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A General Ledger : Understanding the Ledger

What is a general ledger and why is it important? To find out read on!

What is a general ledger? A general ledger is a log of all the transactions relating to assets, liabilities, owners’ equity, revenue and expenses. It’s how a company can tell if it’s profitable or it’s taking a loss. In the US, this is the most common way to track the financials.

To understand how a general ledger works, you must understand double entry bookkeeping. So, what is double entry bookkeeping? I’m glad you asked. Imagine you have a company and your first customer paid you $1000. To record this, you add this transaction to the general ledger. Two entries made: a debit, increasing the value of your assets in your cash account and a credit, decreasing the value of the revenue (money given to you by your customer payment). Think of the cash account as an internal account, meaning an account that you track the debits (increasing in value) and credits (decreasing in value). The revenue account is an external account. Meaning you only track the credit entries. External accounts don’t impact your business. They merely tell you where the money is coming from and where it’s going.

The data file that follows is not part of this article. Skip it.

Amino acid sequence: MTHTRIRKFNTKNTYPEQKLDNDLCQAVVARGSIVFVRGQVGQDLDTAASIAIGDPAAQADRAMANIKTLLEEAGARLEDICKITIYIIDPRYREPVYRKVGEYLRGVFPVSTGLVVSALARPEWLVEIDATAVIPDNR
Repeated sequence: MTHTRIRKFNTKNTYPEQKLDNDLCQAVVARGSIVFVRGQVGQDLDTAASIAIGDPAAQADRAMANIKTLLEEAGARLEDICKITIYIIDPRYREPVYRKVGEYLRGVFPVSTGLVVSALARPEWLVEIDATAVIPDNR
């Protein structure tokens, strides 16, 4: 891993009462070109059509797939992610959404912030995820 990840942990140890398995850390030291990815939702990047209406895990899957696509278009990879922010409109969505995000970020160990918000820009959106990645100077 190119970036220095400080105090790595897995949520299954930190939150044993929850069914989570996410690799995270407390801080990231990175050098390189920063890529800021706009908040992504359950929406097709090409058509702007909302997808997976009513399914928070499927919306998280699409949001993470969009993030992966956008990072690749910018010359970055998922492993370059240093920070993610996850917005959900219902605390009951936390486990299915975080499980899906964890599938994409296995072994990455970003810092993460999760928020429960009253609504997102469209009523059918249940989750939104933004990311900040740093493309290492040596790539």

Here is a visual of our first customers payment.

If the sum of the debit column and the sum of the credit column don’t equal each other, then there is an error in the general ledger. When both sides equal each other the books are said to be balanced. You want balanced books.

Let’s look at a slightly more complex example.

You receive two bills: water and electric, both for $50. You pay them using part of the cash in your cash account. The current balance is $1000. What entries are needed? Take your time. I’ll wait.